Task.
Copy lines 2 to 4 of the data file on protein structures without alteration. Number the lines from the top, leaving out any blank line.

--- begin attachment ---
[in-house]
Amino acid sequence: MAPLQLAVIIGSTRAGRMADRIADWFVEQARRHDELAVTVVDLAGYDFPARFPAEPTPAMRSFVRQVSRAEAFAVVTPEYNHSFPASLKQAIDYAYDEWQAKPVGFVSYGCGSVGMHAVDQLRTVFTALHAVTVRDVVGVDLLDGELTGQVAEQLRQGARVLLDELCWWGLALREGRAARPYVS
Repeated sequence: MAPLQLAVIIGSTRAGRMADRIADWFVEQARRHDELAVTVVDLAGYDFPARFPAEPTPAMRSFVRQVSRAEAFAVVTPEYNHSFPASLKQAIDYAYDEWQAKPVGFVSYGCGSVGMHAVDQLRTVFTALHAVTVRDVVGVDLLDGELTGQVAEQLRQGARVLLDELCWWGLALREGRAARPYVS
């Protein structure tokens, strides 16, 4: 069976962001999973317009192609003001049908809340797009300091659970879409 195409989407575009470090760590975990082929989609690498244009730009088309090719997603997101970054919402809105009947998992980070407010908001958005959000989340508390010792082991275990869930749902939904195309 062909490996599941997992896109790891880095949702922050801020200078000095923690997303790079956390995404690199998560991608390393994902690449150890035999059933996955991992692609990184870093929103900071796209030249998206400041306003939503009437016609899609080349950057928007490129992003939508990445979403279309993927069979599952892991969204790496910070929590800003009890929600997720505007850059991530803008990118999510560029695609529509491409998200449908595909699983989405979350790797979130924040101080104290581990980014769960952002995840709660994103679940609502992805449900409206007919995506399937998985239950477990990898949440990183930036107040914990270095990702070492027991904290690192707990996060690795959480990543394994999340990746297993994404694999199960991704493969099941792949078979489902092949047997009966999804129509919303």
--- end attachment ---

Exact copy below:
Amino acid sequence: MAPLQLAVIIGSTRAGRMADRIADWFVEQARRHDELAVTVVDLAGYDFPARFPAEPTPAMRSFVRQVSRAEAFAVVTPEYNHSFPASLKQAIDYAYDEWQAKPVGFVSYGCGSVGMHAVDQLRTVFTALHAVTVRDVVGVDLLDGELTGQVAEQLRQGARVLLDELCWWGLALREGRAARPYVS
Repeated sequence: MAPLQLAVIIGSTRAGRMADRIADWFVEQARRHDELAVTVVDLAGYDFPARFPAEPTPAMRSFVRQVSRAEAFAVVTPEYNHSFPASLKQAIDYAYDEWQAKPVGFVSYGCGSVGMHAVDQLRTVFTALHAVTVRDVVGVDLLDGELTGQVAEQLRQGARVLLDELCWWGLALREGRAARPYVS
């Protein structure tokens, strides 16, 4: 069976962001999973317009192609003001049908809340797009300091659970879409 195409989407575009470090760590975990082929989609690498244009730009088309090719997603997101970054919402809105009947998992980070407010908001958005959000989340508390010792082991275990869930749902939904195309 062909490996599941997992896109790891880095949702922050801020200078000095923690997303790079956390995404690199998560991608390393994902690449150890035999059933996955991992692609990184870093929103900071796209030249998206400041306003939503009437016609899609080349950057928007490129992003939508990445979403279309993927069979599952892991969204790496910070929590800003009890929600997720505007850059991530803008990118999510560029695609529509491409998200449908595909699983989405979350790797979130924040101080104290581990980014769960952002995840709660994103679940609502992805449900409206007919995506399937998985239950477990990898949440990183930036107040914990270095990702070492027991904290690192707990996060690795959480990543394994999340990746297993994404694999199960991704493969099941792949078979489902092949047997009966999804129509919303």